Brussels has come down hard on Portugal’s slap-dash methods of dealing with sewage and waste water in many towns and cities – saying the argument that the country doesn’t have the money to deal with the problem just doesn’t wash.
Finding Portugal in violation of its directive 91/271/CEE – which stipulates that discharges into freshwater and estuaries should be properly treated first – the Court of European Justice has flagged 44 locations where “general and persistent” infractions are in danger of “provoking irreparable damage to the environment”.
The list includes Monchique in the Algarve, and a number of places in the Alentejo.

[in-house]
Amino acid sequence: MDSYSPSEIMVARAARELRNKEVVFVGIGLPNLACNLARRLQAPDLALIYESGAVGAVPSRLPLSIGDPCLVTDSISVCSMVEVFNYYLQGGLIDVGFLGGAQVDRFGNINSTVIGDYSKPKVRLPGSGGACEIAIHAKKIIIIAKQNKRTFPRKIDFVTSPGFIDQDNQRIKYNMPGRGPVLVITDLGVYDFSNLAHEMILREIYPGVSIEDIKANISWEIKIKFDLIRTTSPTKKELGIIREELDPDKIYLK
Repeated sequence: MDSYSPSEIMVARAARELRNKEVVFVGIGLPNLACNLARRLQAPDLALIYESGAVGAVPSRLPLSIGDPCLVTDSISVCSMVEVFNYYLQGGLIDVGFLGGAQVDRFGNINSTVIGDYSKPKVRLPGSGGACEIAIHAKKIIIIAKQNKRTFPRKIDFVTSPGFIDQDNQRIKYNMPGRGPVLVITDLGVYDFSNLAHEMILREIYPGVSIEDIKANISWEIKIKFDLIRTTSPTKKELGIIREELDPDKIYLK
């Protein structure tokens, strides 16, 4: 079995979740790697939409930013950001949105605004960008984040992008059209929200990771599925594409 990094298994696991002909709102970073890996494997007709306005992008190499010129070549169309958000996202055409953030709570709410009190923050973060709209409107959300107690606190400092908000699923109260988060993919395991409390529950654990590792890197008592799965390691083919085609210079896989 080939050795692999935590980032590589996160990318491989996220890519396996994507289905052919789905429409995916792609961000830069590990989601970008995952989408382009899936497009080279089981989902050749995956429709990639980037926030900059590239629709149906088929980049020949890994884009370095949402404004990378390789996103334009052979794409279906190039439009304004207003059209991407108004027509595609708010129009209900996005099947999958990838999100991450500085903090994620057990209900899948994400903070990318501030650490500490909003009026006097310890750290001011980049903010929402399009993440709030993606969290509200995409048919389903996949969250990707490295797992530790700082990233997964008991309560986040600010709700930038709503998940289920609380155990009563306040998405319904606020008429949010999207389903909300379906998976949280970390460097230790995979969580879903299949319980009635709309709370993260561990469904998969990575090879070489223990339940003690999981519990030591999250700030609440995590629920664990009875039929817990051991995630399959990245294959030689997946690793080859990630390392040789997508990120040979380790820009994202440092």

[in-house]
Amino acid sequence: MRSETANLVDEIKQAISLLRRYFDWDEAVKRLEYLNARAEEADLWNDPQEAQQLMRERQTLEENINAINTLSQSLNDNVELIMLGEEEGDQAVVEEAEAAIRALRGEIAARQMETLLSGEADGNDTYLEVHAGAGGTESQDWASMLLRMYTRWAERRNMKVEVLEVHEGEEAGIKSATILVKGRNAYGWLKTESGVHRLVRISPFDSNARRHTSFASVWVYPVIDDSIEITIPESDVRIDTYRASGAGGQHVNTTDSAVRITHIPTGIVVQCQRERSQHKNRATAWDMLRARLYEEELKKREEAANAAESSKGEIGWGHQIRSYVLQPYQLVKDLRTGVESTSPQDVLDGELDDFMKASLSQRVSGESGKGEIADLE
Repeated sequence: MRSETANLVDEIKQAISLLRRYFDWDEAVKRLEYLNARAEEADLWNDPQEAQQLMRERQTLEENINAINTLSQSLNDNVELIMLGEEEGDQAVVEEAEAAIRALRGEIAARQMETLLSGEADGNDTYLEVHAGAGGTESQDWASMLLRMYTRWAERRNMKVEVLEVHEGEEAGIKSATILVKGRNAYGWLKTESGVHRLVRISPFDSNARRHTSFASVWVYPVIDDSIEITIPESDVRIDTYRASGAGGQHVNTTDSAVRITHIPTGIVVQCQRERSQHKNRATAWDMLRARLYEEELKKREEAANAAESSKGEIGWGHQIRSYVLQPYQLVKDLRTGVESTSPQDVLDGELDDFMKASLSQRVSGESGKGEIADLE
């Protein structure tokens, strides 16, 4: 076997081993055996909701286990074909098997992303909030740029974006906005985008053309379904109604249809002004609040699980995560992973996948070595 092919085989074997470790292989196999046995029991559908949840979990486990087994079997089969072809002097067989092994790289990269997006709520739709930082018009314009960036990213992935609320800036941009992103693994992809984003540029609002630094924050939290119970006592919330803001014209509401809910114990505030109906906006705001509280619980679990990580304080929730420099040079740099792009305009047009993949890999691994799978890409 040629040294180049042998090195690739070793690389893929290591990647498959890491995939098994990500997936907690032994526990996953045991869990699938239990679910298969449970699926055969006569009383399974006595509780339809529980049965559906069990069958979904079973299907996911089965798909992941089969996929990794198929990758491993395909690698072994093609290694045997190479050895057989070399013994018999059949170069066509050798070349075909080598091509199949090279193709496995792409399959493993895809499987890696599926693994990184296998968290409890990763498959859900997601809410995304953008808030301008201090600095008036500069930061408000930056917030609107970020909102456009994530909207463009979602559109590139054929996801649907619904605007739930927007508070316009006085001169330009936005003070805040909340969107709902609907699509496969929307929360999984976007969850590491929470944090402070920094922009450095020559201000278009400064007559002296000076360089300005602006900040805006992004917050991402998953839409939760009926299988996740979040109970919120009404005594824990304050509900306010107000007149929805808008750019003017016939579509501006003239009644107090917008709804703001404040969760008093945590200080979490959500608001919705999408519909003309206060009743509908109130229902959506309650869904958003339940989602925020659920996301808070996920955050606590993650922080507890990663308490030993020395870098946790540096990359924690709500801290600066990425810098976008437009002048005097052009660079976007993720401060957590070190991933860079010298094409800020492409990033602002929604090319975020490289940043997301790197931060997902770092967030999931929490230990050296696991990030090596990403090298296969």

The untreated waters “could be contaminated with bacteria and dangerous viruses”, explains the court, as well as “containing nutrients like nitrogen and phosphorus which could affect freshwater and the marine ecosystem by favouring the excessive growth of algae that asphyxiate various organisms”.
The judgement, released today, began in 2009, involving 186 locations, explains Lusa.
Portugal then tackled some of the issues so that in 2015 the blacklist had reduced to just 44 ‘urban centres’.
Said Lusa: “Brussels argued that the situation of infraction, general and persistent in many small urban centres, is liable to provoke irreparable damages to the environment” and alleged that the “financial difficulties invoked by Portugal cannot justify the existence of the violation for which it is imputed”.